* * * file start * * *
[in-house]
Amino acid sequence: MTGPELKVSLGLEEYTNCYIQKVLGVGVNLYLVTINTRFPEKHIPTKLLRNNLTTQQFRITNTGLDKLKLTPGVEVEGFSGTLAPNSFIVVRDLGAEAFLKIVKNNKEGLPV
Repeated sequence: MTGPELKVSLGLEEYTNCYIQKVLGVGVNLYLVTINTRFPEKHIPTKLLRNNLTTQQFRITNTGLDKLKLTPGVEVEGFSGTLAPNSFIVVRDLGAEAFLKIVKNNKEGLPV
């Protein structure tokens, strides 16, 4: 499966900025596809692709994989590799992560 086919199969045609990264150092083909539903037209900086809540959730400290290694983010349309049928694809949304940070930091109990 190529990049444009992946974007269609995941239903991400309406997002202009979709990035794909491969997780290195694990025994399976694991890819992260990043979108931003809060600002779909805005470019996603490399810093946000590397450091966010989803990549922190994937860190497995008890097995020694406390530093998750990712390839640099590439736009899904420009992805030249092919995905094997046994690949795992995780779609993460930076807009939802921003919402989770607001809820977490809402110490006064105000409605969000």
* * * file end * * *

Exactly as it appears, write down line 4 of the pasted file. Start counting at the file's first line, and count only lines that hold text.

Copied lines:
């Protein structure tokens, strides 16, 4: 499966900025596809692709994989590799992560 086919199969045609990264150092083909539903037209900086809540959730400290290694983010349309049928694809949304940070930091109990 190529990049444009992946974007269609995941239903991400309406997002202009979709990035794909491969997780290195694990025994399976694991890819992260990043979108931003809060600002779909805005470019996603490399810093946000590397450091966010989803990549922190994937860190497995008890097995020694406390530093998750990712390839640099590439736009899904420009992805030249092919995905094997046994690949795992995780779609993460930076807009939802921003919402989770607001809820977490809402110490006064105000409605969000």